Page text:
3

Both :ls and :buffers display a list with buffer information, giving indicators for each buffer. For example, # means the alternate buffer, and % means the current buffer. The meaning of each indicator is explained in :h :ls or :h :buffers. For a and h, it says:

    a     an active buffer: it is loaded and visible
    h     a hidden buffer: It is loaded, but currently not
              displayed in a window |hidden-buffer|

From this description, I would imagine that every buffer must be either active or hidden, since every buffer must be either shown or not shown. However, I often encounter buffers that don't have any of the two indicators. For example, buffer 8 in my current :ls list doesn't have any of the two:

:ls
  2 #h   "Silent commands.wiki"         line 35
  8      "~/repos/dotvim/vimrc"         line 0
 11 %a   "~/repos/wiki/diary/2021-03-20.wiki" line 47

How is this possible? Am I not understanding something?

0
3

You'll find more details under :h active-buffer and the sections that follow...

                            *active-buffer*
active:   The buffer is displayed in a window.  If there is a file for this
      buffer, it has been read into the buffer.

                            *hidden-buffer*
hidden:   The buffer is not displayed.  If there is a file for this buffer, it
      has been read into the buffer.  Otherwise it's the same as an active
      buffer, you just can't see it.

                            *inactive-buffer*
inactive: The buffer is not displayed and does not contain anything.

So you're wondering about the the "inactive" windows. This table may help.

state       displayed   loaded      ":buffers"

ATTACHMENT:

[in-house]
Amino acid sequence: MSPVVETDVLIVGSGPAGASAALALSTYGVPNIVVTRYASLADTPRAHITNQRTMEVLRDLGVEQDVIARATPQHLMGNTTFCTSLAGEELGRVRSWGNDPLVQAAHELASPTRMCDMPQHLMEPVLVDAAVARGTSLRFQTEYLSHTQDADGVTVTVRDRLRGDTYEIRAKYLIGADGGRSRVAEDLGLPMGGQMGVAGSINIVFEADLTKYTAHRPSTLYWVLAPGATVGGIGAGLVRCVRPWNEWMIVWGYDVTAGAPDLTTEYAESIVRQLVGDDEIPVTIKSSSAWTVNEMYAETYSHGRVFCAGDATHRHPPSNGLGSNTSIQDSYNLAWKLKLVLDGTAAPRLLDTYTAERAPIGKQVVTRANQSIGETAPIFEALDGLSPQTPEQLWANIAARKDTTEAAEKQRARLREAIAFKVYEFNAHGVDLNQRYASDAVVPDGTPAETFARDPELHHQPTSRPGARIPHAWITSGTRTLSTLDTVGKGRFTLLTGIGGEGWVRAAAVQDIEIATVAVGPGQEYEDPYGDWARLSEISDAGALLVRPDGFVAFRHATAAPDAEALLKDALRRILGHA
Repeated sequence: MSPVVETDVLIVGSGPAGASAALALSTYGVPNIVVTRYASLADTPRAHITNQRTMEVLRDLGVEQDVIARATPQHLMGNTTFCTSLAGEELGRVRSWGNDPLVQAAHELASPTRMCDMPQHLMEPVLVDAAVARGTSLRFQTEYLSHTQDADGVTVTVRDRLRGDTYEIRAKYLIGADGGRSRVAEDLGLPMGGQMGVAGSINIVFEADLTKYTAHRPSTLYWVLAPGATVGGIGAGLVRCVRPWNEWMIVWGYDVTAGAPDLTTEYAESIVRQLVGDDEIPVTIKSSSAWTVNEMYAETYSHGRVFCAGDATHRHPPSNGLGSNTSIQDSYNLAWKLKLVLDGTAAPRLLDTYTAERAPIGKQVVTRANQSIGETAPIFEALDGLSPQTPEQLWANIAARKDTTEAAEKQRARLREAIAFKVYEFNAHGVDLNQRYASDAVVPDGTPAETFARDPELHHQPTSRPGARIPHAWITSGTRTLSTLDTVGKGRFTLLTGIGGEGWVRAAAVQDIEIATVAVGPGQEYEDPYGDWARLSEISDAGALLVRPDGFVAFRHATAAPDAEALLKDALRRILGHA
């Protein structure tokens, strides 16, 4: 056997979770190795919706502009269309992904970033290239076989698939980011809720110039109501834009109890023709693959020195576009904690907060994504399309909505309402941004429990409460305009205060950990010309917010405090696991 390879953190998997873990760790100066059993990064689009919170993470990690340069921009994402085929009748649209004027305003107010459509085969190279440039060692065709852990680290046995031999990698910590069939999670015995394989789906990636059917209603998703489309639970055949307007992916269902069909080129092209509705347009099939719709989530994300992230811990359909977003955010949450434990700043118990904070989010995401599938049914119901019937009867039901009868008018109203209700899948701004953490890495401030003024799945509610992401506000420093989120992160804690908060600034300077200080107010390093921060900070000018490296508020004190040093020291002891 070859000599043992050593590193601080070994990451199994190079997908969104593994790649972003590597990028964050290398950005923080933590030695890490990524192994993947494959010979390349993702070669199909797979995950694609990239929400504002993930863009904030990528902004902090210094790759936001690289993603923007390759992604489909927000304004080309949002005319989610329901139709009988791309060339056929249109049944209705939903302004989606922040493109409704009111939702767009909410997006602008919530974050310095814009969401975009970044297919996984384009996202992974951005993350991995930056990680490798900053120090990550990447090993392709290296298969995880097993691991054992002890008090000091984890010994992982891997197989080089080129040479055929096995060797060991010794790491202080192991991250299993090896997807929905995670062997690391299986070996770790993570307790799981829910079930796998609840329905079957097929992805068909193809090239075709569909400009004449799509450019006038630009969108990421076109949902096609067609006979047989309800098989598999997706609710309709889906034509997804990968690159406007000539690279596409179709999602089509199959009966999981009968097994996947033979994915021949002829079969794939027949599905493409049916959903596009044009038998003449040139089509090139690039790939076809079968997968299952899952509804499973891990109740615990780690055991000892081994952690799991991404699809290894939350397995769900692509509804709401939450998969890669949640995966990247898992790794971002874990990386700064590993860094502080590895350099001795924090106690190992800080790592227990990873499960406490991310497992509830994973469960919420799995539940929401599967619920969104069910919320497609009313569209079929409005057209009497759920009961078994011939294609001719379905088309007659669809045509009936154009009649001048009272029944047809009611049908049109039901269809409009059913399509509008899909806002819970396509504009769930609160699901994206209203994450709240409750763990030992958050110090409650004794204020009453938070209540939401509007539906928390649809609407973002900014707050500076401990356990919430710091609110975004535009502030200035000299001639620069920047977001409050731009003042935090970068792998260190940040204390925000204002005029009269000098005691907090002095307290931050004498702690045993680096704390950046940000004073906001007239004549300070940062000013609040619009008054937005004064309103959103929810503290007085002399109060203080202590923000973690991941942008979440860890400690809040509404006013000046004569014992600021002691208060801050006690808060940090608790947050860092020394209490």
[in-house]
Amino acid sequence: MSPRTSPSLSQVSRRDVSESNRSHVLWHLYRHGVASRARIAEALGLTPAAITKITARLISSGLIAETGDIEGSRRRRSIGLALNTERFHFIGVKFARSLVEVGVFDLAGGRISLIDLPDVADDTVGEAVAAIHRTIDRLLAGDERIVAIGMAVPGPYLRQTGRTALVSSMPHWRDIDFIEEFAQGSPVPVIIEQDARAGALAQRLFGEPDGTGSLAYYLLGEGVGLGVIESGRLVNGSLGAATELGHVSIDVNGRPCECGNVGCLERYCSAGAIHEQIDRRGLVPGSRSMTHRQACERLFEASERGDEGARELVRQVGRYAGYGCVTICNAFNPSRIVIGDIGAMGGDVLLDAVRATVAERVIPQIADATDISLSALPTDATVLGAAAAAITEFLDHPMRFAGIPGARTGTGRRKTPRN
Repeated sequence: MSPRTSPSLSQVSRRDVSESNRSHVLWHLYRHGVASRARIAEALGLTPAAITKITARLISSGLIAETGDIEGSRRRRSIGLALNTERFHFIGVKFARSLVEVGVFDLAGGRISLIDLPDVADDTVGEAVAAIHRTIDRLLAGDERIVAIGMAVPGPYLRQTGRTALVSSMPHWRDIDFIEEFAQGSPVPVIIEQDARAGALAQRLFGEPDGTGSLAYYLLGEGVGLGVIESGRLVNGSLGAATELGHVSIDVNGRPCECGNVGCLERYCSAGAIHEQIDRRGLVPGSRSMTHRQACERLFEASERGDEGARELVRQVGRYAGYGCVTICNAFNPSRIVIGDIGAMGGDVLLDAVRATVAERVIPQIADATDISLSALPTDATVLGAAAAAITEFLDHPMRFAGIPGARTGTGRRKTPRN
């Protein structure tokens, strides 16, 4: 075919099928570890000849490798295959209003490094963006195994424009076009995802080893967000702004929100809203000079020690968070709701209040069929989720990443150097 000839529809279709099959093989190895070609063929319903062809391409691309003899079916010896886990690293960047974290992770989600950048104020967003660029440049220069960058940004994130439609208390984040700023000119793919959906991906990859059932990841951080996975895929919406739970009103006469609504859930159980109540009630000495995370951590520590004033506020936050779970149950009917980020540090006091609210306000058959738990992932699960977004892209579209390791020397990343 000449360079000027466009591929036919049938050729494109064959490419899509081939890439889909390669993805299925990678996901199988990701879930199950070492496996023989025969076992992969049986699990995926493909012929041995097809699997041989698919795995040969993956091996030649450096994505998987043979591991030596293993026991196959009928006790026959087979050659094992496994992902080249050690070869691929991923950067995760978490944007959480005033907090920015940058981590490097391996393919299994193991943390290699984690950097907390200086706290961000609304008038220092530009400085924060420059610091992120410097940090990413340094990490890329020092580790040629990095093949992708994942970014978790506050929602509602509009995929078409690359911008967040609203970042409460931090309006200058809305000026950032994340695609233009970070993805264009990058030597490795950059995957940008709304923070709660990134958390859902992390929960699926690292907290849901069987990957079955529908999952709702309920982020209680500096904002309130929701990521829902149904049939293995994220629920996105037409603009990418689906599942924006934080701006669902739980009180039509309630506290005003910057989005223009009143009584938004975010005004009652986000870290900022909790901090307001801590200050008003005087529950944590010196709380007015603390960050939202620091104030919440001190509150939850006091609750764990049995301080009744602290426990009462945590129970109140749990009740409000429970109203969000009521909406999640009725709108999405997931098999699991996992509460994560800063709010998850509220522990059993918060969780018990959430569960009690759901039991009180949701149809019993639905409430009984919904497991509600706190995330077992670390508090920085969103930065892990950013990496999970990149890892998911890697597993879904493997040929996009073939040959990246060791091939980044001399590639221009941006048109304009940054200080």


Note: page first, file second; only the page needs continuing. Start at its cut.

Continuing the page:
in window               shows      
active        yes        yes          'a'
hidden        no         yes          'h'
inactive      no         no       ' '

Here's an easy way to produce one:

  1. Start vim with a file
  2. Tell vim to add another file to the buffer list: :badd /some/other/file
  3. :ls

:badd does not load the file it just queues it up to be loaded when you switch to it with, for example, :bnext.

It can't be active since it's not visible. It can't be active or hidden since it hasn't been loaded yet.

6
  • Thank you for the extremely quick reply. Is there a way to programmatically determine whether a buffer is active, hidden or inactive? I can distinguish between active and hidden/inactive with bufwinnr(), since this function returns -1 when the buffer is not active. But I don't know any way to distinguish hidden from inactive.
    – mgarort
    Mar 20 at 4:07
  • 1
    I know you can test whether a buffer is loaded with :echo bufloaded("/some/file"). There's also buflisted() and bufexists(). Between all those you can get a pretty clear picture, I think. I'll see if I can narrow the focus down even more than that. Oh, yeah, there's also getbufinfo() which returns a whole bunch of info....that may be the ticket.
    – B Layer
    Mar 20 at 4:12
  • 1
    Yeah, look into getbufinfo()...it has the same info as the other three I listed and a lot more.
    – B Layer
    Mar 20 at 4:16
  • Thank you. I think that function does the job already, no need to narrow it down more. You can first check whether a buffer is visible with bufwinnr(). If it is not, then it must be either hidden or not loaded. Then you can do a second check with bufloaded(). If it is loaded, it is hidden, and if it is not loaded, it is not loaded. Thanks!
    – mgarort
    Mar 20 at 4:16
  • 1
    No problem. getbufinfo() will get you the info you want with a single func call, FYI.
    – B Layer
    Mar 20 at 4:17

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